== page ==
Theology as an Empirical Science

Theology as an Empirical Science

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Theology as an Empirical Science

Theology as an Empirical Science

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Excerpt

Theology, in its days of undisputed supremacy, was defined as the science of God. Of late, under the stress of much hostile criticism, there has been a strategic retreat, and the definitions generally favored are modest statements to the effect that theology is the intellectual expression of religion. The general situation, however, has come to be such as calls for a counterattack, having as its objective the recovery of a scientific status for theology, and a much stronger and more secure consolidation of this scientific position than originally existed.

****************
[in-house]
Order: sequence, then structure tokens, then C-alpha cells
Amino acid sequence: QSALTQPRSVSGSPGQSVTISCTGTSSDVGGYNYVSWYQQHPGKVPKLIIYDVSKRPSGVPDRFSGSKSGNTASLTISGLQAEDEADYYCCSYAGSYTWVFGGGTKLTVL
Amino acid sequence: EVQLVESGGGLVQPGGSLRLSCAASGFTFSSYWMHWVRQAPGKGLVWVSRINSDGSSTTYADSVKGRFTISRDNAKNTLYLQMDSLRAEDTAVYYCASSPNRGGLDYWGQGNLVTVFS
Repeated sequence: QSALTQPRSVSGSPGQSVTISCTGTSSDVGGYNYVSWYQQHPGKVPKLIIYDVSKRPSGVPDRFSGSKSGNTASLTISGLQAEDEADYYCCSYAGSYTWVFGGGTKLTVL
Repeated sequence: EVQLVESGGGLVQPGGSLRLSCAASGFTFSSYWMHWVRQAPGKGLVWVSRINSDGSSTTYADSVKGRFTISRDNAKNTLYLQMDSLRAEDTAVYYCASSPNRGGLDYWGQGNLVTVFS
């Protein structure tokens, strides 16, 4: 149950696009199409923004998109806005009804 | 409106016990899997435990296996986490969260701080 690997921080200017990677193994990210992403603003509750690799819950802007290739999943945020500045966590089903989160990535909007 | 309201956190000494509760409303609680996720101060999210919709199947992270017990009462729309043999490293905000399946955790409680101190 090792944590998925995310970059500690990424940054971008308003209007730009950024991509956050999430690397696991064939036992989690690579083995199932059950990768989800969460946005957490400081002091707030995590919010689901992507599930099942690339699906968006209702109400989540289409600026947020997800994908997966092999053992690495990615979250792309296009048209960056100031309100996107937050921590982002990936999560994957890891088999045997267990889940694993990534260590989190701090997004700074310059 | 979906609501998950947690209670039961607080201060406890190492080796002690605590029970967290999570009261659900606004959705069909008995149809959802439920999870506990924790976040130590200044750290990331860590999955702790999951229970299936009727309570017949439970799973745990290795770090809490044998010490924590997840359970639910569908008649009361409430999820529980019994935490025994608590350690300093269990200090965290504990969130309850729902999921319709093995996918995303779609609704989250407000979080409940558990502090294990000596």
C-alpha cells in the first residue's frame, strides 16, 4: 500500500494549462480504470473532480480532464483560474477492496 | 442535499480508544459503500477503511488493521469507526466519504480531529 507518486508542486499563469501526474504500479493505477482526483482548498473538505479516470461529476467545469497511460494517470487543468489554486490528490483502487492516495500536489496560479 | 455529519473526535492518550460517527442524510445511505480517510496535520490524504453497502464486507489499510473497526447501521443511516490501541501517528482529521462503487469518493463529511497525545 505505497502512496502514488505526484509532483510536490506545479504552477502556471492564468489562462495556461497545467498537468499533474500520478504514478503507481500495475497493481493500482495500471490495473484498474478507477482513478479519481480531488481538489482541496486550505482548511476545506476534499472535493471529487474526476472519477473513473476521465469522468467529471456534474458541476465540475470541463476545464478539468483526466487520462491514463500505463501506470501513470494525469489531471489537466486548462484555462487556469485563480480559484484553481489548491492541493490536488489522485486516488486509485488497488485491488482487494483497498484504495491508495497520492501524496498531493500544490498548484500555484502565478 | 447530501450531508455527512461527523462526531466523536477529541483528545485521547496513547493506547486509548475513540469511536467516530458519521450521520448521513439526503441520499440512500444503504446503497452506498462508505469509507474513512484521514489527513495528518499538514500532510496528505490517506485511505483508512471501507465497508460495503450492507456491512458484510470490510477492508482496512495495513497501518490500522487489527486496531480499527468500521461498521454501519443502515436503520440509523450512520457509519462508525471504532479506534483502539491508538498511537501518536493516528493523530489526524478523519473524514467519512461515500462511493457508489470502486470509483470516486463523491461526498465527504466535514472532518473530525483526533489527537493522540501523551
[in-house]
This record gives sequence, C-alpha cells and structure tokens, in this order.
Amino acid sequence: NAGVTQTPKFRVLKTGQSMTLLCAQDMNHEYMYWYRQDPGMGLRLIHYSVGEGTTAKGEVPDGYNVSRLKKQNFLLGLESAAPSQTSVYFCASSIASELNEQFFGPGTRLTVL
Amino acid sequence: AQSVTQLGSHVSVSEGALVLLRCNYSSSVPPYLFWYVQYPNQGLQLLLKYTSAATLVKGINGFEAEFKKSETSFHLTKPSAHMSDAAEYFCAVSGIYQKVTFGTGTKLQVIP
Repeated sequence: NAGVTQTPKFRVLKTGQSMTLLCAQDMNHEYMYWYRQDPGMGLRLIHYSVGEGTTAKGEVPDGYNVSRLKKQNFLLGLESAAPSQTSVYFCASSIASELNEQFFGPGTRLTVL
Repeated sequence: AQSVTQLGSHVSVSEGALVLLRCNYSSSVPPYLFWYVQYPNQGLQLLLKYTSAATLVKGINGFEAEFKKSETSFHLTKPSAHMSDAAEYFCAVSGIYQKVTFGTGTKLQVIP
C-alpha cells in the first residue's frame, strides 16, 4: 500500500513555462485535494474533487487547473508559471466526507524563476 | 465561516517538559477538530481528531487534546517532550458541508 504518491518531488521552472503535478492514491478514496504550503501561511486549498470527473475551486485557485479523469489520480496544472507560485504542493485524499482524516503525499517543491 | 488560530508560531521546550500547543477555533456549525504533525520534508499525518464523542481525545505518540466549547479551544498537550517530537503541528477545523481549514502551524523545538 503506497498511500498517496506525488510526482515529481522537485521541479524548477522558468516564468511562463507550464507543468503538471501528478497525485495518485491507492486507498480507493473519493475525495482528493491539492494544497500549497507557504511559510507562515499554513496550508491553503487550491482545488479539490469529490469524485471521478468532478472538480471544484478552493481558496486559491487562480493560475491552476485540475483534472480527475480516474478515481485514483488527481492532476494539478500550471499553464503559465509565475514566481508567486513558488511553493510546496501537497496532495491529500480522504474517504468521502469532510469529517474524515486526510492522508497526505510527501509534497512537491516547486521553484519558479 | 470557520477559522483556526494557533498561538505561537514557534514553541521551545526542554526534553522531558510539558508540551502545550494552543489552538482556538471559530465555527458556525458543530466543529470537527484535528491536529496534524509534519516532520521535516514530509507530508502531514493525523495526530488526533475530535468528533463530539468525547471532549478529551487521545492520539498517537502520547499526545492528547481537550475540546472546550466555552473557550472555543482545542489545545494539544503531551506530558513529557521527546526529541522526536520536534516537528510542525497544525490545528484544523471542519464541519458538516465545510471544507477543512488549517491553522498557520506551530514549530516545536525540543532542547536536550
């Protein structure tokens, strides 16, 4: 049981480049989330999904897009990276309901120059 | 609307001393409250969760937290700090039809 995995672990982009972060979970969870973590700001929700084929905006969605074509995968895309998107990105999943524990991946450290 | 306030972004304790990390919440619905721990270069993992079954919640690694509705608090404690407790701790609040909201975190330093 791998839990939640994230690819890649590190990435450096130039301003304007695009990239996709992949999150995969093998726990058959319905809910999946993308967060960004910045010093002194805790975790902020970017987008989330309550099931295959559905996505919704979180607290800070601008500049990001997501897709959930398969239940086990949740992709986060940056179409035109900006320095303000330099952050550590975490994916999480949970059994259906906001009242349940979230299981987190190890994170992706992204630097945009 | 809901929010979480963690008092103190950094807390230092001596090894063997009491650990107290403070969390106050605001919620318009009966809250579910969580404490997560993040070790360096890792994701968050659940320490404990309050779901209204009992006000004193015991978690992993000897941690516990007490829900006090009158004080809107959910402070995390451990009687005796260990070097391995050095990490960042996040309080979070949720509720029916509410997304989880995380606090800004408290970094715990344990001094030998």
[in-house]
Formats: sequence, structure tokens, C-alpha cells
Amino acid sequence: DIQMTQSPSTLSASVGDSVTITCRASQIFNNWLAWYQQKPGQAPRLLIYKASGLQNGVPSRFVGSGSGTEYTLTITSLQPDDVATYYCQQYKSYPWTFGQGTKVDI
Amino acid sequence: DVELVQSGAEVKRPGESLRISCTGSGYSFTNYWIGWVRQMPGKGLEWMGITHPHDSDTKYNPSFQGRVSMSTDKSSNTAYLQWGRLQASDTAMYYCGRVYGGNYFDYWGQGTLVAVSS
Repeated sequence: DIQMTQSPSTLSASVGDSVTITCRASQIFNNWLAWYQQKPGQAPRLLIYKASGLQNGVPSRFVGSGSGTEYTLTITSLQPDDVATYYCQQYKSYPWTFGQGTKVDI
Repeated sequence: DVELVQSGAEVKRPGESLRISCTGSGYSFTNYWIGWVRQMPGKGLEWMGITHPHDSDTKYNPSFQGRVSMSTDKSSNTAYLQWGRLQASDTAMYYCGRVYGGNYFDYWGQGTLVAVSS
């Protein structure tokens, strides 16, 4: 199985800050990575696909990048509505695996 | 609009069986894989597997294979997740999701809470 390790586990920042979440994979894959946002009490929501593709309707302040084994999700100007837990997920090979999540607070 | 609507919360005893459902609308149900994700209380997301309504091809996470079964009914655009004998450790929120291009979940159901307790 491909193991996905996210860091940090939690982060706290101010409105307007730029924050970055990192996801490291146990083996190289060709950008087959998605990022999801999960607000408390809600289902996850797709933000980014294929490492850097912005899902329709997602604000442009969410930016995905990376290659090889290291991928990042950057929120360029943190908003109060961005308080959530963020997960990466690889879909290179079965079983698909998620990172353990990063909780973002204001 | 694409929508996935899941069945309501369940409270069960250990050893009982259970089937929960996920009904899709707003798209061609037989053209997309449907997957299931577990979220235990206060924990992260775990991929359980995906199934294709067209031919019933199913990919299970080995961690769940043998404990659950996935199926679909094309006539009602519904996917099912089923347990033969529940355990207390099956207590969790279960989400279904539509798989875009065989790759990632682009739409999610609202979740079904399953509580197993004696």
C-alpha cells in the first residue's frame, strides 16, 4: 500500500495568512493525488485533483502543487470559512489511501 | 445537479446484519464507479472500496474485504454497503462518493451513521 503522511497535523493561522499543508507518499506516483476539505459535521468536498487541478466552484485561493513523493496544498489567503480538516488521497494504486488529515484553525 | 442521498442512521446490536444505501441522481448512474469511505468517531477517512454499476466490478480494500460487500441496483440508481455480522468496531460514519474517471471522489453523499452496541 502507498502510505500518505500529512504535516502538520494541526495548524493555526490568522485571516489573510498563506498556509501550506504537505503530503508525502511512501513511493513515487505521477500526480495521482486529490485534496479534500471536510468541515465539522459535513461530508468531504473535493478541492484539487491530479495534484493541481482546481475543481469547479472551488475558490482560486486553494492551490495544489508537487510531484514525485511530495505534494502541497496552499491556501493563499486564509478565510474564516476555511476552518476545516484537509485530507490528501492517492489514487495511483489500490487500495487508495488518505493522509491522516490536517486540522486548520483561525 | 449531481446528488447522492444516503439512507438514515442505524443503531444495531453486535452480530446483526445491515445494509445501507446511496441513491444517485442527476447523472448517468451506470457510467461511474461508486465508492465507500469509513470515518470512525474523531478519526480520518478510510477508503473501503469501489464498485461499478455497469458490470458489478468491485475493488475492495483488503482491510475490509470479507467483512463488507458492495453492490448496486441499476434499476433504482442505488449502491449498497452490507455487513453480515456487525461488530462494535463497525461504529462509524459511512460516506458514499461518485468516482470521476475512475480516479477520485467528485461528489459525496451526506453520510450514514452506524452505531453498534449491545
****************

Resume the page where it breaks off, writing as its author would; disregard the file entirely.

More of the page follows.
But, of course, this counter-attack must begin from where theology now is. Whatever else it may have a right to be or the power to become, theology is the intellectual expression of religion. And by religion what is meant here more particularly is what may be called experimental religion. There is a broad sense in which the term "religion" may be used, as meaning conscious relation to the divine, the term "divine" standing for either ideal value or supreme reality. Devotion to the divine, i. e., to values worth living for and on occasion worth dying for, may be called fundamental religion. Experimental religion will then be an appropriate term for dependence upon the divine, i. e., upon a supreme or at least higher power, regarded as capable of responding in some way to this attitude of dependence. A conceivable harmony of fundamental and experimental religion is involved in the two-fold fact that on the one hand while in fundamental religion the religious object must be regarded as ideal, it may also be believed to be real, and on the other hand while in experimental religion the re-

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